The placenta is an organ that develops in the female during pregnancy. It is formed in the uterus by the union of the uterus mucous membrane with the membranes of the fetus. The purpose of the placenta is to provide nutrients for the fetus and dispose of the fetus’ waste products. The placenta is necessary for the survival of the fetus.
Placental abruption (also known as abruptio placentae) is a rare condition but is the most common cause of bleeding during pregnancy, and it is considered a major obstetrical emergency. Placental abruption is one of the leading causes of maternal mortality and morbidity. Placental abruption occurs when the placenta separates from the wall of the uterus prior to the birth of the baby (this separation should not occur prior to delivery).
Placental abruption occurs in less than one percent of pregnancies. It usually occurs in the third trimester of pregnancy, though it can happen any time after the 20th week of pregnancy. Placental abruption can be an emergency because the fetus relies on a healthy, functioning placenta to get food and oxygen needed for its survival.
Placental Abruption Can Develop Slowly or Suddenly
When placental abruption develops slowly, like a slow tearing away of the placenta from the uterus, the mother may have light bleeding or “spotting.” With sudden onset placental abruption, vaginal bleeding can be rapid and heavy. In 3 out of 10 cases, bleeding may not be obvious with placental abruption. In some cases of placental abruption, the hemorrhaging becomes trapped inside behind the placenta and is not an obvious sign. In these cases, the mother usually may experience a sudden onset of abdominal and/or back pain. This can be tricky, as laboring mothers without placental abruptions often experience such pain, too. Another sign of placental abruption is constant uterine contractions, as the blood irritates the uterus and causes it to contract.
Risk Factors for Placental Abruption
The specific cause of placental abruption is generally not known, but there are risk factors known to be associated with this condition. These risk factors include:
- Pregnancy at an older age;
- Multiparity (risk increases with each pregnancy);
- Previous cesarean section;
- Severe abdominal trauma during pregnancy;
- Cocaine or amphetamine use during pregnancy;
- Chronic high blood pressure prior to pregnancy or development of pre-eclampsia during pregnancy, which causes high blood pressure; and
- Smoking during pregnancy.
Placental abruption can put both the mother and fetus at risk. Risks to the fetus include IUGR (intrauterine growth restriction, a condition where the fetus’ growth slow or stops), early delivery, anemia, RDS (respiratory distress syndrome) in up to 50% of infants, and coagulopathy (blood does not clot adequately). Additional risks include fetal-maternal hemorrhage, a condition where the blood from the fetus enters the mother’s circulation. This can lead to stillbirth, neurologic injury in the fetus, or neonatal death. Placental abruption can also lead to postpartum hemorrhage in the mother, which then can cause maternal hypovolemic shock. Postpartum hemorrhage is usually defined as a loss of greater than 500 ml or 1000 ml of blood within the 24 hours following childbirth. Hypovolemic shock is a form a shock caused by lack of fluid volume within the circulatory system. Hypovolemic shock can cause low blood pressure and elevated heart rate. The low blood pressure, in turn, can cause damage to internal organs, especially the kidneys. Another complication of placental abruption is DIC (disseminated intravascular coagulation), a severe, life-threatening blood-clotting disorder.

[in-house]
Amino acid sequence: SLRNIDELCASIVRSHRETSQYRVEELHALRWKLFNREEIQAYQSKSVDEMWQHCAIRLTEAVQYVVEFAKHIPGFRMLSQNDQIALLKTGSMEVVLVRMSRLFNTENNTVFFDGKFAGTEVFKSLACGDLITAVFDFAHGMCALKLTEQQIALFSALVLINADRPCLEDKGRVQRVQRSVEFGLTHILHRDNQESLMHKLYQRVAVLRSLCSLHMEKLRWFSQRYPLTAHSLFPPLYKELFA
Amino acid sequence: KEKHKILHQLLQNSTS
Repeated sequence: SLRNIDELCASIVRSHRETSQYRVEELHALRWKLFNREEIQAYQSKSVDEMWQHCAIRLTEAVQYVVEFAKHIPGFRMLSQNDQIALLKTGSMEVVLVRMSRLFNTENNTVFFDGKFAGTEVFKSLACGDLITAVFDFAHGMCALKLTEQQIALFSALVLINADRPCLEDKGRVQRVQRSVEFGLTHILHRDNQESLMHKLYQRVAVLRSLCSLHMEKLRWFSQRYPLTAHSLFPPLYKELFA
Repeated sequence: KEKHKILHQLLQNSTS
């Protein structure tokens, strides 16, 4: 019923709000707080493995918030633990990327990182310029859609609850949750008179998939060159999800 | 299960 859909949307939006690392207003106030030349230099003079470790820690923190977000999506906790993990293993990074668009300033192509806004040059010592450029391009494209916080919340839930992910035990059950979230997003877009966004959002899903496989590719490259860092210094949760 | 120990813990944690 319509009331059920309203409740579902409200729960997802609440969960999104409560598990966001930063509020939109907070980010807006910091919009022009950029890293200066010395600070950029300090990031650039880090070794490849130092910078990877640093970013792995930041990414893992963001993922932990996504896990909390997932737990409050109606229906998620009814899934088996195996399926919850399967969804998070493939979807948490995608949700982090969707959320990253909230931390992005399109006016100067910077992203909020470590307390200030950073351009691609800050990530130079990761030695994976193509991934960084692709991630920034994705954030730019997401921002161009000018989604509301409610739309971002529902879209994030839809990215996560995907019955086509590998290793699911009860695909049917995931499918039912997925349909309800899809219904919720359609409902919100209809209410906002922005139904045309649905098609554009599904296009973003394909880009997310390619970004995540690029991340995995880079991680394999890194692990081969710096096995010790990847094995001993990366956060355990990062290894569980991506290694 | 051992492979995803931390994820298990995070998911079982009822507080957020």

Signs and Symptoms of Placental Abruption
First and foremost, the mother’s physician must take note of any risk factors for placental abruption. Risk factors that can be modified (for example, smoking and drug use), should be modified. Although 70-80% of placental abruptions present with vaginal bleeding, the other 20-30% do not present with visible bleeding. The mother should be instructed, by the 20th week of pregnancy, to immediately notify her physician of sudden onset bleeding, any spotting, back and/or abdominal pain, or constant contractions.
Treatment of Placental Abruption
Placental abruption is a medical emergency, and successful treatment for both the mother and fetus depend on immediate institution of appropriate treatment. This treatment can include IV fluids to replace lost blood/fluid volume to ward of hypovolemic shock and kidney injury; transfusion of blood products to replace the high blood losses which can occur in this condition; and close monitoring of both the mother for signs and symptoms of shock, and the fetus for signs of fetal distress. This close monitoring will alert healthcare personnel of the possible need for emergency C-section in the case of fetal distress.
Placental Abruption and Medical Error
Failure to educate the mother regarding signs/symptoms to report to the physician, failure to monitor and control blood pressure, failure to educate on the effects of smoking and drug use, failure to hospitalize and closely monitor when warranted, and failure to proceed to C-section if necessary, are all situations where the physician/healthcare has not met the standard of care for the mother and fetus. Not meeting the standard of care is medical negligence. If you have had complications arising from placental abruption or maternal-fetal hemorrhage, please contact The Eisen Law Firm for an evaluation of a possible birth injury claim. To schedule a free consultation to discuss your case with our excellent birth injury attorney, call 216-687-0900 or contact us online.